Like all labor leaders, of course, Contreras cut his deals with power when he had to. In 1997, with incumbent Mayor Riordan facing only symbolic opposition from Tom Hayden, the Fed backed Riordan. This year, though Contreras tried to engineer a dual-endorsement of Mayor Jim Hahn and challenger Antonio Villaraigosa, Hahn’s ability to deliver for labor, and for specific unions, proved too great for Contreras to convince his fellow labor leaders that they should go both ways.

Miguel, be it very clear, loved deal-making, though not as an end in itself. The intrigues of politics and some of the trappings of power delighted him; he reveled in his ability to put together improbable coalitions or pull off daring endorsements. He would skate on the edge sometimes: I recall one instance in which he heavily favored one candidate in a field of good candidates, but kept coming up a couple of votes short when the Fed’s political committee was considering its endorsement. Finally, he asked a friend to withhold his negative votes on the next ballot; the endorsement just had to go through, he said, because he’d already had the campaign literature printed. Suffice it to say, he got his way.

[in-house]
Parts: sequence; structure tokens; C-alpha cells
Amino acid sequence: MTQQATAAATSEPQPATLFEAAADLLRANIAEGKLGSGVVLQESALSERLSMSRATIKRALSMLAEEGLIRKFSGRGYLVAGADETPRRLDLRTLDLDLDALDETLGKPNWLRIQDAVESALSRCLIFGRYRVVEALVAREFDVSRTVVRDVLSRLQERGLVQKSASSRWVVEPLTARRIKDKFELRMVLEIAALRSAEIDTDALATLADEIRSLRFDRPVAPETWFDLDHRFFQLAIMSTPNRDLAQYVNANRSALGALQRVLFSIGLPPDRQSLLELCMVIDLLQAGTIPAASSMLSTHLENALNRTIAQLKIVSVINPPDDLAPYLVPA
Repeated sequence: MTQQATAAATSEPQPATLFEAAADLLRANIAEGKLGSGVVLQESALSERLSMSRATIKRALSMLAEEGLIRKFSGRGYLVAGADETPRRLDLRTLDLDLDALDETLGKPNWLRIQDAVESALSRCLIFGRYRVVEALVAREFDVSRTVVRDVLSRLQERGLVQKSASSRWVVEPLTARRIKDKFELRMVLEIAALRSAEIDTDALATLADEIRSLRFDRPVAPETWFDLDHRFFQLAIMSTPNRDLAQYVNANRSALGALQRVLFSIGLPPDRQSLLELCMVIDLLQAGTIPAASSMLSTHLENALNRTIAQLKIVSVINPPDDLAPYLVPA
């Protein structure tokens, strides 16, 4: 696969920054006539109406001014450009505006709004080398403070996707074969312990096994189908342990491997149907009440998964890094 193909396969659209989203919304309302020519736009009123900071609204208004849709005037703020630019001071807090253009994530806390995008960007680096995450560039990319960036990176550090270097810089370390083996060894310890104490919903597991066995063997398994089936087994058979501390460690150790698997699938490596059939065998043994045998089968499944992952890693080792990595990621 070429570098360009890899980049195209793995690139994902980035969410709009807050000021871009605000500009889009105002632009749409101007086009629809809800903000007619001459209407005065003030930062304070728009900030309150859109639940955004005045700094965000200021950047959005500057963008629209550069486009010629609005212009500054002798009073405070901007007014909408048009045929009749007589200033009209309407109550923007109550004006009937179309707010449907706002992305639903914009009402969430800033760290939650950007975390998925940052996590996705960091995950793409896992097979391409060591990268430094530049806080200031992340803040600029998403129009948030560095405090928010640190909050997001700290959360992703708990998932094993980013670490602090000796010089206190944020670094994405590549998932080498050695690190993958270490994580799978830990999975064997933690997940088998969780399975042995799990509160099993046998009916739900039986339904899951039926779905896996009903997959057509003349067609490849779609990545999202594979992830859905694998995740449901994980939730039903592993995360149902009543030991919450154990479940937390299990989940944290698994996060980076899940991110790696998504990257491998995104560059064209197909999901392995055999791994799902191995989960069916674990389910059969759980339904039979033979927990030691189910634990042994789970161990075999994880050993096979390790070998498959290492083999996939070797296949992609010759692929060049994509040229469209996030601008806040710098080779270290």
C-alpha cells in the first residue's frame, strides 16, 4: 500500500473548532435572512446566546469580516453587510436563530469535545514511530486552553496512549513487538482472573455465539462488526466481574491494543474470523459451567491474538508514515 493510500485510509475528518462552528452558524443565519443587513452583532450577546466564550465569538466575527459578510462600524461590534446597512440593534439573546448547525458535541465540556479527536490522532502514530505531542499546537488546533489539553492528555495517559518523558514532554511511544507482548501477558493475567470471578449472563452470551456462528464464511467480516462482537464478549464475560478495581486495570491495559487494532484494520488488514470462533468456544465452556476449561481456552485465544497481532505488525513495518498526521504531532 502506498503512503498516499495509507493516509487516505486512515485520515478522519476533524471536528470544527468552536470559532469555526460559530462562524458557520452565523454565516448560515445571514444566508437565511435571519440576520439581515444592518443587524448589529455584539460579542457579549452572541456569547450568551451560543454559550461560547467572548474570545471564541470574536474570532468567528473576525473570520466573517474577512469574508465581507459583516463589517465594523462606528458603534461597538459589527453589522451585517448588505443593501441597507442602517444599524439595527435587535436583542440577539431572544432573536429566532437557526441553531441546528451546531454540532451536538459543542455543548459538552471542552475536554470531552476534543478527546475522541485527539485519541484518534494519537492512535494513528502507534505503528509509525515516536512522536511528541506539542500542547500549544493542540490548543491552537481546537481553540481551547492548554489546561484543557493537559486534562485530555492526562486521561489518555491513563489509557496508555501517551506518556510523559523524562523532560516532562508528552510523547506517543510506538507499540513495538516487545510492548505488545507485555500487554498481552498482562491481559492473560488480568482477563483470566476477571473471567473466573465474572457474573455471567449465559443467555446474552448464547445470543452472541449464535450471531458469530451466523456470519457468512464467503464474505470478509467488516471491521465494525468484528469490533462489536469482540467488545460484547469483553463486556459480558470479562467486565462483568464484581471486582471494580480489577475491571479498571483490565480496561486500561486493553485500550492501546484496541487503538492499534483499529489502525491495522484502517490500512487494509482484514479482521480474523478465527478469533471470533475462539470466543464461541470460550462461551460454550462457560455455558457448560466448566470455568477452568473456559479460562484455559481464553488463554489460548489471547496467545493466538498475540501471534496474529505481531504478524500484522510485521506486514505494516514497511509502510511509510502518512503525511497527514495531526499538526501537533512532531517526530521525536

(It helped at such moments that Miguel was warm, funny, and blessed with a buoyant confidence that he could eventually win over just about anybody. He could also call on a dead-pan wit: One day last fall, seeing me for the first time since I’d shaved off a beard I’d had for three decades, he looked me up and down and announced, “You look two years younger.”)

For all his deal-making, however, Miguel had a long-range strategic vision for labor in Los Angeles that informed virtually everything he did. He’d been planning a local ballot measure, for instance, to create a business tax that would defray all the costs of community college students. The campaign would enable labor to win the allegiance of young working-class Angelenos, he reasoned, and it would force labor’s fair-weather elected friends to support the movement more fully – or risk the consequences.

He’d been concerned, too, about the potential rift between the African-American and Latino communities that had been so apparent in the mayor’s race four years ago. He saw labor as a potential bridge between the two communities, which was one reason why he’d worked so hard on behalf of the heavily black MTA bus drivers union – not affiliated with the Fed – during its strike several years ago.

Contreras also fostered and backed the campaigns of younger African-American candidates – Assembly Member Karen Bass and City Councilman Martin Ludlow in particular – whose primary orientation was to labor and progressive causes rather than the more insular nationalism to which some African-American electeds have pandered in recent years. Contreras was not surprised when Bass and Ludlow became the first black electeds to back Villaraigosa in this year’s mayoral race: That was, in a broad sense, part of his design.